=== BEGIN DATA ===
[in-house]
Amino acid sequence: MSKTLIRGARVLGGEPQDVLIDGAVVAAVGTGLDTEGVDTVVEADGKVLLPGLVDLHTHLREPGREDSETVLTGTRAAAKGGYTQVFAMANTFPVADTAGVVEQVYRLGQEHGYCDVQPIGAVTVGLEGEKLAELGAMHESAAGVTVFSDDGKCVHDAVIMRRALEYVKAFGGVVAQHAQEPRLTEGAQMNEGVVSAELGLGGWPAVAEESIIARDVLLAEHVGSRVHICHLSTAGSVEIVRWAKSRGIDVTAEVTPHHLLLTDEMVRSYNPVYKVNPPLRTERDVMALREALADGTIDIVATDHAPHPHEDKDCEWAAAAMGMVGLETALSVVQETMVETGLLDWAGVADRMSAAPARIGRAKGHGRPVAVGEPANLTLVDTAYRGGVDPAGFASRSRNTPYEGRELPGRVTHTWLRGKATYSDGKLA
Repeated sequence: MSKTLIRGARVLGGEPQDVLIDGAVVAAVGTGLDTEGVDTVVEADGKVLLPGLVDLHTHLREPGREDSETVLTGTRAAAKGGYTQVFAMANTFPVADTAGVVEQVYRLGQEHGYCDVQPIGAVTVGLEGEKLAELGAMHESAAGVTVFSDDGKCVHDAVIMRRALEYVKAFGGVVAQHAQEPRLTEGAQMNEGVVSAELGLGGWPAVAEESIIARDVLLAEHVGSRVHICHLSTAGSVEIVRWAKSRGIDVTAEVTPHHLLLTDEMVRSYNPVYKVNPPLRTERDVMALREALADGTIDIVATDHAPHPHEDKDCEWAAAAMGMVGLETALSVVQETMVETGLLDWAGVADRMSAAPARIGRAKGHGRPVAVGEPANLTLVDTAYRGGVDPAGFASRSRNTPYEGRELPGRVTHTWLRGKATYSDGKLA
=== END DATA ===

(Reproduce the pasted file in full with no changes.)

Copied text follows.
[in-house]
Amino acid sequence: MSKTLIRGARVLGGEPQDVLIDGAVVAAVGTGLDTEGVDTVVEADGKVLLPGLVDLHTHLREPGREDSETVLTGTRAAAKGGYTQVFAMANTFPVADTAGVVEQVYRLGQEHGYCDVQPIGAVTVGLEGEKLAELGAMHESAAGVTVFSDDGKCVHDAVIMRRALEYVKAFGGVVAQHAQEPRLTEGAQMNEGVVSAELGLGGWPAVAEESIIARDVLLAEHVGSRVHICHLSTAGSVEIVRWAKSRGIDVTAEVTPHHLLLTDEMVRSYNPVYKVNPPLRTERDVMALREALADGTIDIVATDHAPHPHEDKDCEWAAAAMGMVGLETALSVVQETMVETGLLDWAGVADRMSAAPARIGRAKGHGRPVAVGEPANLTLVDTAYRGGVDPAGFASRSRNTPYEGRELPGRVTHTWLRGKATYSDGKLA
Repeated sequence: MSKTLIRGARVLGGEPQDVLIDGAVVAAVGTGLDTEGVDTVVEADGKVLLPGLVDLHTHLREPGREDSETVLTGTRAAAKGGYTQVFAMANTFPVADTAGVVEQVYRLGQEHGYCDVQPIGAVTVGLEGEKLAELGAMHESAAGVTVFSDDGKCVHDAVIMRRALEYVKAFGGVVAQHAQEPRLTEGAQMNEGVVSAELGLGGWPAVAEESIIARDVLLAEHVGSRVHICHLSTAGSVEIVRWAKSRGIDVTAEVTPHHLLLTDEMVRSYNPVYKVNPPLRTERDVMALREALADGTIDIVATDHAPHPHEDKDCEWAAAAMGMVGLETALSVVQETMVETGLLDWAGVADRMSAAPARIGRAKGHGRPVAVGEPANLTLVDTAYRGGVDPAGFASRSRNTPYEGRELPGRVTHTWLRGKATYSDGKLA